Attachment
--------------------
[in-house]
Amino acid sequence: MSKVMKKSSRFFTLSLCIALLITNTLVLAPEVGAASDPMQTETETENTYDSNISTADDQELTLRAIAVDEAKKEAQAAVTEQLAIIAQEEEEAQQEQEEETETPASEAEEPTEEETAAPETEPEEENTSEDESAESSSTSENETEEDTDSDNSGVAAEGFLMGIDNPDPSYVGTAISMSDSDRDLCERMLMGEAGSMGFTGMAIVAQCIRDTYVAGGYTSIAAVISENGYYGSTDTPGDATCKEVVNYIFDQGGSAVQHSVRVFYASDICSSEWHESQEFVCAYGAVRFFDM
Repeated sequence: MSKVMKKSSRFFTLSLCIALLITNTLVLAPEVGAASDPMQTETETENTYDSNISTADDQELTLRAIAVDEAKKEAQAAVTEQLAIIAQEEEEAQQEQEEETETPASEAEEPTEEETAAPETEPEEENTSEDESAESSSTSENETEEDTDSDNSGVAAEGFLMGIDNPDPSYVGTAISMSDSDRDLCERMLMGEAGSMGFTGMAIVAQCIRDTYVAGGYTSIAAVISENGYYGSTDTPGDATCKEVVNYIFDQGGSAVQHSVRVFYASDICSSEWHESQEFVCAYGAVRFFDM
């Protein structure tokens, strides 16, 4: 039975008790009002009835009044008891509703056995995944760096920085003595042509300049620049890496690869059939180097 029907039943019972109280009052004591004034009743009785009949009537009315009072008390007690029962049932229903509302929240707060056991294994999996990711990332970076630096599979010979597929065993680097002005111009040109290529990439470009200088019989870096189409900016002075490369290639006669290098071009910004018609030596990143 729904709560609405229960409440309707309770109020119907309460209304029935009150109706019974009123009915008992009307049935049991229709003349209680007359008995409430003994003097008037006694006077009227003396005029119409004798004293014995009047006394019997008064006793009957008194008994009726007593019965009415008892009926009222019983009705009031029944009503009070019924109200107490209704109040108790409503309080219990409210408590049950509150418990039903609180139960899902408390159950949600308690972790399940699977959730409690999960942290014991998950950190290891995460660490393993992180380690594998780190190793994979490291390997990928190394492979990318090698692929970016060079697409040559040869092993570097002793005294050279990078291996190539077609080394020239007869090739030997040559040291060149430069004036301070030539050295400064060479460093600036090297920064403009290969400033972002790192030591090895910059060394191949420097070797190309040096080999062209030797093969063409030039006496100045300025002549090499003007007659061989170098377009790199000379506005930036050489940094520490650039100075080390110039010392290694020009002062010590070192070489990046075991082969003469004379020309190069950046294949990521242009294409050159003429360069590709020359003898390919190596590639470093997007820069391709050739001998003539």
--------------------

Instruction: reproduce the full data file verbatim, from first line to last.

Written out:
[in-house]
Amino acid sequence: MSKVMKKSSRFFTLSLCIALLITNTLVLAPEVGAASDPMQTETETENTYDSNISTADDQELTLRAIAVDEAKKEAQAAVTEQLAIIAQEEEEAQQEQEEETETPASEAEEPTEEETAAPETEPEEENTSEDESAESSSTSENETEEDTDSDNSGVAAEGFLMGIDNPDPSYVGTAISMSDSDRDLCERMLMGEAGSMGFTGMAIVAQCIRDTYVAGGYTSIAAVISENGYYGSTDTPGDATCKEVVNYIFDQGGSAVQHSVRVFYASDICSSEWHESQEFVCAYGAVRFFDM
Repeated sequence: MSKVMKKSSRFFTLSLCIALLITNTLVLAPEVGAASDPMQTETETENTYDSNISTADDQELTLRAIAVDEAKKEAQAAVTEQLAIIAQEEEEAQQEQEEETETPASEAEEPTEEETAAPETEPEEENTSEDESAESSSTSENETEEDTDSDNSGVAAEGFLMGIDNPDPSYVGTAISMSDSDRDLCERMLMGEAGSMGFTGMAIVAQCIRDTYVAGGYTSIAAVISENGYYGSTDTPGDATCKEVVNYIFDQGGSAVQHSVRVFYASDICSSEWHESQEFVCAYGAVRFFDM
């Protein structure tokens, strides 16, 4: 039975008790009002009835009044008891509703056995995944760096920085003595042509300049620049890496690869059939180097 029907039943019972109280009052004591004034009743009785009949009537009315009072008390007690029962049932229903509302929240707060056991294994999996990711990332970076630096599979010979597929065993680097002005111009040109290529990439470009200088019989870096189409900016002075490369290639006669290098071009910004018609030596990143 729904709560609405229960409440309707309770109020119907309460209304029935009150109706019974009123009915008992009307049935049991229709003349209680007359008995409430003994003097008037006694006077009227003396005029119409004798004293014995009047006394019997008064006793009957008194008994009726007593019965009415008892009926009222019983009705009031029944009503009070019924109200107490209704109040108790409503309080219990409210408590049950509150418990039903609180139960899902408390159950949600308690972790399940699977959730409690999960942290014991998950950190290891995460660490393993992180380690594998780190190793994979490291390997990928190394492979990318090698692929970016060079697409040559040869092993570097002793005294050279990078291996190539077609080394020239007869090739030997040559040291060149430069004036301070030539050295400064060479460093600036090297920064403009290969400033972002790192030591090895910059060394191949420097070797190309040096080999062209030797093969063409030039006496100045300025002549090499003007007659061989170098377009790199000379506005930036050489940094520490650039100075080390110039010392290694020009002062010590070192070489990046075991082969003469004379020309190069950046294949990521242009294409050159003429360069590709020359003898390919190596590639470093997007820069391709050739001998003539």